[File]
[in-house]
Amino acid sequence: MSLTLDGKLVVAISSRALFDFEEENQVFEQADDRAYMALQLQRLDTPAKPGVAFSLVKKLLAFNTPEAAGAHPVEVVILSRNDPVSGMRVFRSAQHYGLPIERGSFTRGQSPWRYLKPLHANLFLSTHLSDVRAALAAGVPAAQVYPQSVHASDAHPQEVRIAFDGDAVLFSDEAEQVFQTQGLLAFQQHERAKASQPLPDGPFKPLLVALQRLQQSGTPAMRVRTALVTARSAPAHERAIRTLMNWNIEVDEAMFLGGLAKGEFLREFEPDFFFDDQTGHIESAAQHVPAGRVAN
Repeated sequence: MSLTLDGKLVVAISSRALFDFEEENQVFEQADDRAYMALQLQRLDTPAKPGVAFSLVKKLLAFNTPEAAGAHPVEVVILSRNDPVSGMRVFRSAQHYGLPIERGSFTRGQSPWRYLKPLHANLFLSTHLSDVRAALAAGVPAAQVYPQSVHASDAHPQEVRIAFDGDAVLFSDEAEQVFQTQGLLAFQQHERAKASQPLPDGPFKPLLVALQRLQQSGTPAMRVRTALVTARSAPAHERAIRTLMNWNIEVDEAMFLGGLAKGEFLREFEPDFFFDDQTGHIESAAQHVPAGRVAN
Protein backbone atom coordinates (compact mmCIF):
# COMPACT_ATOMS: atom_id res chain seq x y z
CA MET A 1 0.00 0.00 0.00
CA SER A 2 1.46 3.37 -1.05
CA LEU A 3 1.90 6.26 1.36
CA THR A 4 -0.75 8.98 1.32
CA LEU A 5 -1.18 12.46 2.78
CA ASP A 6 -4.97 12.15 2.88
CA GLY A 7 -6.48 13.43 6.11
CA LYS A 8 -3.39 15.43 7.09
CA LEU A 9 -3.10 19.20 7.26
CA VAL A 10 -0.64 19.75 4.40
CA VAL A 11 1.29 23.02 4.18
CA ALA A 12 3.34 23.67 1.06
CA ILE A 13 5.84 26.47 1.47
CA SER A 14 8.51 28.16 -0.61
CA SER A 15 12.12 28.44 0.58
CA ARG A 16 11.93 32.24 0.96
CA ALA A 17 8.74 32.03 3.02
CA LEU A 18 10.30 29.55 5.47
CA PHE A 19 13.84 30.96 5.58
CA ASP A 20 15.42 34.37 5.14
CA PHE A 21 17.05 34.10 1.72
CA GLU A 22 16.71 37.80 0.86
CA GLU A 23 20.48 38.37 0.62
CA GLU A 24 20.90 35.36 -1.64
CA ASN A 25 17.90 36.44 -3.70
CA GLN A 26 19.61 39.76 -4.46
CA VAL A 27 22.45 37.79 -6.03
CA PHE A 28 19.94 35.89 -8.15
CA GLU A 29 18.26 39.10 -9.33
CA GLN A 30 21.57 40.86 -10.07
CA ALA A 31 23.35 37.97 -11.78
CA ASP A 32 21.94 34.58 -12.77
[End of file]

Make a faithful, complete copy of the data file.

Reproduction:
[in-house]
Amino acid sequence: MSLTLDGKLVVAISSRALFDFEEENQVFEQADDRAYMALQLQRLDTPAKPGVAFSLVKKLLAFNTPEAAGAHPVEVVILSRNDPVSGMRVFRSAQHYGLPIERGSFTRGQSPWRYLKPLHANLFLSTHLSDVRAALAAGVPAAQVYPQSVHASDAHPQEVRIAFDGDAVLFSDEAEQVFQTQGLLAFQQHERAKASQPLPDGPFKPLLVALQRLQQSGTPAMRVRTALVTARSAPAHERAIRTLMNWNIEVDEAMFLGGLAKGEFLREFEPDFFFDDQTGHIESAAQHVPAGRVAN
Repeated sequence: MSLTLDGKLVVAISSRALFDFEEENQVFEQADDRAYMALQLQRLDTPAKPGVAFSLVKKLLAFNTPEAAGAHPVEVVILSRNDPVSGMRVFRSAQHYGLPIERGSFTRGQSPWRYLKPLHANLFLSTHLSDVRAALAAGVPAAQVYPQSVHASDAHPQEVRIAFDGDAVLFSDEAEQVFQTQGLLAFQQHERAKASQPLPDGPFKPLLVALQRLQQSGTPAMRVRTALVTARSAPAHERAIRTLMNWNIEVDEAMFLGGLAKGEFLREFEPDFFFDDQTGHIESAAQHVPAGRVAN
Protein backbone atom coordinates (compact mmCIF):
# COMPACT_ATOMS: atom_id res chain seq x y z
CA MET A 1 0.00 0.00 0.00
CA SER A 2 1.46 3.37 -1.05
CA LEU A 3 1.90 6.26 1.36
CA THR A 4 -0.75 8.98 1.32
CA LEU A 5 -1.18 12.46 2.78
CA ASP A 6 -4.97 12.15 2.88
CA GLY A 7 -6.48 13.43 6.11
CA LYS A 8 -3.39 15.43 7.09
CA LEU A 9 -3.10 19.20 7.26
CA VAL A 10 -0.64 19.75 4.40
CA VAL A 11 1.29 23.02 4.18
CA ALA A 12 3.34 23.67 1.06
CA ILE A 13 5.84 26.47 1.47
CA SER A 14 8.51 28.16 -0.61
CA SER A 15 12.12 28.44 0.58
CA ARG A 16 11.93 32.24 0.96
CA ALA A 17 8.74 32.03 3.02
CA LEU A 18 10.30 29.55 5.47
CA PHE A 19 13.84 30.96 5.58
CA ASP A 20 15.42 34.37 5.14
CA PHE A 21 17.05 34.10 1.72
CA GLU A 22 16.71 37.80 0.86
CA GLU A 23 20.48 38.37 0.62
CA GLU A 24 20.90 35.36 -1.64
CA ASN A 25 17.90 36.44 -3.70
CA GLN A 26 19.61 39.76 -4.46
CA VAL A 27 22.45 37.79 -6.03
CA PHE A 28 19.94 35.89 -8.15
CA GLU A 29 18.26 39.10 -9.33
CA GLN A 30 21.57 40.86 -10.07
CA ALA A 31 23.35 37.97 -11.78
CA ASP A 32 21.94 34.58 -12.77